TV review: Better Call Sauls fourth season is so good Walter White doesnt need to come calling

BETTER CALL SAUL: SEASON 4 (multiple directors), returns Monday (August 6) at 9 pm on AMC and streaming at

BETTER CALL SAUL: SEASON 4 (multiple directors), returns Monday (August 6) at 9 pm on AMC and streaming at Rating: NNNN

People keep asking Vince Gilligan and Peter Gould whether Bryan Cranstons Walter White and Aaron Pauls Jesse Pinkman will appear on their Breaking Bad prequel Better Call Saul, because that would be cool. And sure, it would totally be cool and generate thousands of page views for the writers and editors who regularly cover Saul, which is no doubt why people keep asking.

But not only are the actors now a decade and a half older than the characters would be, since Better Call Saul takes place in the first half of the last decade, it wouldnt make sense for that show. I love Better Call Saul which returns for its fourth season Monday (August 6) at 9 pm on AMC but the whole point of it is that almost every character in this series is going to be destroyed by the arrival of Walter White.

The man who calls himself Heisenberg will wipe away their victories and losses equally, meaning that nothing anyone does in this series truly matters. Thats not to say that the conflicts and dramas of Better Call Saul are irrelevant they certainly arent but our knowledge of the characters fates means the show is always operating at the level of grand tragedy, even when its at its goofiest.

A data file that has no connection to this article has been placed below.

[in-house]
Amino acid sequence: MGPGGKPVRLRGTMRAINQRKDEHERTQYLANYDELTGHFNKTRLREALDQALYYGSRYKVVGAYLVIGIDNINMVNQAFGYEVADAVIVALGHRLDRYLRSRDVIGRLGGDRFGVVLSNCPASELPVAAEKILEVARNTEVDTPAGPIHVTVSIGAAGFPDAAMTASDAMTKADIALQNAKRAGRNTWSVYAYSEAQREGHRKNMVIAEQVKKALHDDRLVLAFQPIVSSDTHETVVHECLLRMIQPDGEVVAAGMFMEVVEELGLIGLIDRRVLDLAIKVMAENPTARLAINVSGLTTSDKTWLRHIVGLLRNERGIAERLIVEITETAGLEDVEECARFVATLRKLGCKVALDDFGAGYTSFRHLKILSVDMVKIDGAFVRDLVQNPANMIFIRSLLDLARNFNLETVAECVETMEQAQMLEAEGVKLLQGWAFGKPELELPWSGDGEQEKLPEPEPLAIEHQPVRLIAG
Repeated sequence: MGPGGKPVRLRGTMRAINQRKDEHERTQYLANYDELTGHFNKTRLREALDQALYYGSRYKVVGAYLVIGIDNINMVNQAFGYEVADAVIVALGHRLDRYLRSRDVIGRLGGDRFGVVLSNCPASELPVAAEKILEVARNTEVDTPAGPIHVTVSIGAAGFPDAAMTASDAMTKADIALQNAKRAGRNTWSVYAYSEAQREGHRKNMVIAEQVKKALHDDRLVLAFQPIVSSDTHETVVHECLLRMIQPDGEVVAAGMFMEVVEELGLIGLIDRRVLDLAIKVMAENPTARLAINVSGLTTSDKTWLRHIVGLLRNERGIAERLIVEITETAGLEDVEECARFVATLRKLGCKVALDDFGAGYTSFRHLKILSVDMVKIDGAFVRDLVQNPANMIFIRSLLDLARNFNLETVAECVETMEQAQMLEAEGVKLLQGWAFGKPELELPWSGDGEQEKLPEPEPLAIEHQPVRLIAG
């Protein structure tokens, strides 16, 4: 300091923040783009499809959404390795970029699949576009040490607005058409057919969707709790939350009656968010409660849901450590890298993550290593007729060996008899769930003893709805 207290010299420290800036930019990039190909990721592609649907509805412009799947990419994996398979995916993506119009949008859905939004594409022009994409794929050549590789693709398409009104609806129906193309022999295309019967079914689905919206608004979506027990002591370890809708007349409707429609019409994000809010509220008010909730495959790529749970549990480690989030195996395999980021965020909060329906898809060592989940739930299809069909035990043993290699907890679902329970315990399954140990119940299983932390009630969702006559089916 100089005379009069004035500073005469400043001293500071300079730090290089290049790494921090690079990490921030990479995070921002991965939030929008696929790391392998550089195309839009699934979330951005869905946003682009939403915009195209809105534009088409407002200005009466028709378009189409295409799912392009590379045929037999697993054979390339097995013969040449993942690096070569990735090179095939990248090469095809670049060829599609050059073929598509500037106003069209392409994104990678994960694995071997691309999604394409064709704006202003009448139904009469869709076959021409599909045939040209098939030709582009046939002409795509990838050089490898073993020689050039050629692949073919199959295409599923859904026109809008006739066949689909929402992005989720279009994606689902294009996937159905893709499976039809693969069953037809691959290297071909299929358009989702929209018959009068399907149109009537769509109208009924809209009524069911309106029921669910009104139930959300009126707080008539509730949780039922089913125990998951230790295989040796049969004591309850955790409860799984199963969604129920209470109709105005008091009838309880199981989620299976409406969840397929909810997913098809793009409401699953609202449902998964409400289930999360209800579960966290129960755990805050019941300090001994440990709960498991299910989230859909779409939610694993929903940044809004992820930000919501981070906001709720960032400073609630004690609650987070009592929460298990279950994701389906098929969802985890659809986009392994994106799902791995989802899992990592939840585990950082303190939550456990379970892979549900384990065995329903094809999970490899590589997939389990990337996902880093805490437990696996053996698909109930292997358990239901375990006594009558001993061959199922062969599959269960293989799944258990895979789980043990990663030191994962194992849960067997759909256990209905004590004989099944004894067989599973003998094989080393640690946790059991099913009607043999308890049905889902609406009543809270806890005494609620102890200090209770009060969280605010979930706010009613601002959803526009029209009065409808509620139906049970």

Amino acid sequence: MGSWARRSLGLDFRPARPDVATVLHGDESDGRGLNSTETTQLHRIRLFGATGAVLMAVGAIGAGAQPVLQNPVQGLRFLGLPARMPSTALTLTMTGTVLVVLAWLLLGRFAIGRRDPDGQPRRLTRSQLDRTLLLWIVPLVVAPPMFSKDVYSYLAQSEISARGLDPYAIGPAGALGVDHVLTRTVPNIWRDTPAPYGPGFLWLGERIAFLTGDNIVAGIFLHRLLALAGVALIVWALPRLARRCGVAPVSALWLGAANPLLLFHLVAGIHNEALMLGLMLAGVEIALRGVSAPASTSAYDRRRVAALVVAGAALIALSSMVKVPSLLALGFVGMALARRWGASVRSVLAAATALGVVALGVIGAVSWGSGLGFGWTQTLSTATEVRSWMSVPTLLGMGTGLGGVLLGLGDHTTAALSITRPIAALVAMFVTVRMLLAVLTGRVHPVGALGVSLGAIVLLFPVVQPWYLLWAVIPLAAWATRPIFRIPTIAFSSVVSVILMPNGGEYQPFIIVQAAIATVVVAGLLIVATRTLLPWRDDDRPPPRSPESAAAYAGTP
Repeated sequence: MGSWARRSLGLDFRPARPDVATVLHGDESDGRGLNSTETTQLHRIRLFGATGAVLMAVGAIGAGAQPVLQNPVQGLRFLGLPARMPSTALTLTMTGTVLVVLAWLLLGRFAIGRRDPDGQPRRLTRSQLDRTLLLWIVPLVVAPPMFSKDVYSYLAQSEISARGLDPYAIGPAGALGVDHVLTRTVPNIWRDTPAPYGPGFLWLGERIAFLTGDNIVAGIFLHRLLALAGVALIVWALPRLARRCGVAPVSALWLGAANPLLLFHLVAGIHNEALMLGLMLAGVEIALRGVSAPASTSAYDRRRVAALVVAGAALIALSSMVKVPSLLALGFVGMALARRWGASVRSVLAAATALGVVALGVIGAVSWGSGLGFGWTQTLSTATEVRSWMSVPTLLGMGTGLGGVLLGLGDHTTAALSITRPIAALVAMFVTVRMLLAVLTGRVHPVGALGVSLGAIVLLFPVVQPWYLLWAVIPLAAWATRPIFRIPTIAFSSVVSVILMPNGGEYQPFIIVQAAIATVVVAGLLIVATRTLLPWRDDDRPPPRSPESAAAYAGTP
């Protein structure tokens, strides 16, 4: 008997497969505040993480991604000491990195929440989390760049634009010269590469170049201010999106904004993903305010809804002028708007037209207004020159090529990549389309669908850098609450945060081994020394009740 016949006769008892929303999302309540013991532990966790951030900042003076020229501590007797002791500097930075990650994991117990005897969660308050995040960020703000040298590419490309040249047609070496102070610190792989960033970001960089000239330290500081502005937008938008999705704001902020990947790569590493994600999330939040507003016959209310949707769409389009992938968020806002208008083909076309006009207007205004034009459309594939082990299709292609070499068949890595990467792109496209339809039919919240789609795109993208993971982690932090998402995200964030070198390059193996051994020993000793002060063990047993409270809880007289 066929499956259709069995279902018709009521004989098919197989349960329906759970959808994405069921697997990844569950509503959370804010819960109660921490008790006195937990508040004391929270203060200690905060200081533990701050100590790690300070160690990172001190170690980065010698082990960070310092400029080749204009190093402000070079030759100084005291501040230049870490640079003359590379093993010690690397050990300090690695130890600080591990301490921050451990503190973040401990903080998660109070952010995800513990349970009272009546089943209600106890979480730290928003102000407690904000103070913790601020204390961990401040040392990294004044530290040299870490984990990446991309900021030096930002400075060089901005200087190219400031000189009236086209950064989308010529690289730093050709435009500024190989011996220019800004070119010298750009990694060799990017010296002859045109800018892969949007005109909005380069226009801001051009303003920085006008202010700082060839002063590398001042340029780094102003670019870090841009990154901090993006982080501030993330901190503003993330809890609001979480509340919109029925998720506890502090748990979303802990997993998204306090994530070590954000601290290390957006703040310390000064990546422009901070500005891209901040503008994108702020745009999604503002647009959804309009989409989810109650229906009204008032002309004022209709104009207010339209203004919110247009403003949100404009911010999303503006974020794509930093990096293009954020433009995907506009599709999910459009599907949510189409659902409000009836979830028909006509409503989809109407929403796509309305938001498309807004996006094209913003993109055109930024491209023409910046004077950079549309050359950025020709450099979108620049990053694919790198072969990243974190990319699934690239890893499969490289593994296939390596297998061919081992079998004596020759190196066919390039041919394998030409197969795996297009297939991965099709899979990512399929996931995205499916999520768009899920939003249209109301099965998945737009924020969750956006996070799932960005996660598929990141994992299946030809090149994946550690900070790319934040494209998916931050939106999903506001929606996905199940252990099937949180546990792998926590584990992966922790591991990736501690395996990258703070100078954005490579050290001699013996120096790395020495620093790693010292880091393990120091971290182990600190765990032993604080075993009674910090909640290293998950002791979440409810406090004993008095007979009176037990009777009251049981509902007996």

To introduce Walter White here and to have Cranston play this malevolent genius as the impotent, frustrated science teacher he was when his own show started would be cool, sure, but for Better Call Saul itd be not only pointless, but even counterproductive, a distraction from the nuanced story the series has been telling so well. And Gilligan and Gould must know this, which is why they always say something like Yeah, itd be great if we can ever work it out and change the subject.

Im pretty happy with Better Call Saul as it is theres really no other show like it, a sort of unhurried thriller built on incremental moral decay. Breaking Bad sprinted through its plot in a manner that mirrored Walts own panic and mania, but Saul seems content to stay in first gear, or even to idle.

An early season four scene of Jonathan Bankss Mike wandering around the offices and warehouse of Madrigal Electromotive the deliberately bland corporation owned by Giancarlo Espositos calculating supervillain Gustavo Fring plays out as an entire act, with barely a dozen lines of spoken dialogue. (This show uses silence better than anything else on television, spending long stretches just observing characters in action.) Most shows would render that as a quick montage, or just have Mike recap the days activities in two lines of dialogue.

Thats the unique compact Better Call Saul has made with its audience, and I find myself appreciating it more and more every season.

Gilligan, Gould and Bob Odenkirk can take all the time they want depicting Jimmy McGills slide into the casually criminal Saul Goodman his world is rich enough, and interesting enough, that Im in no hurry to see it end.

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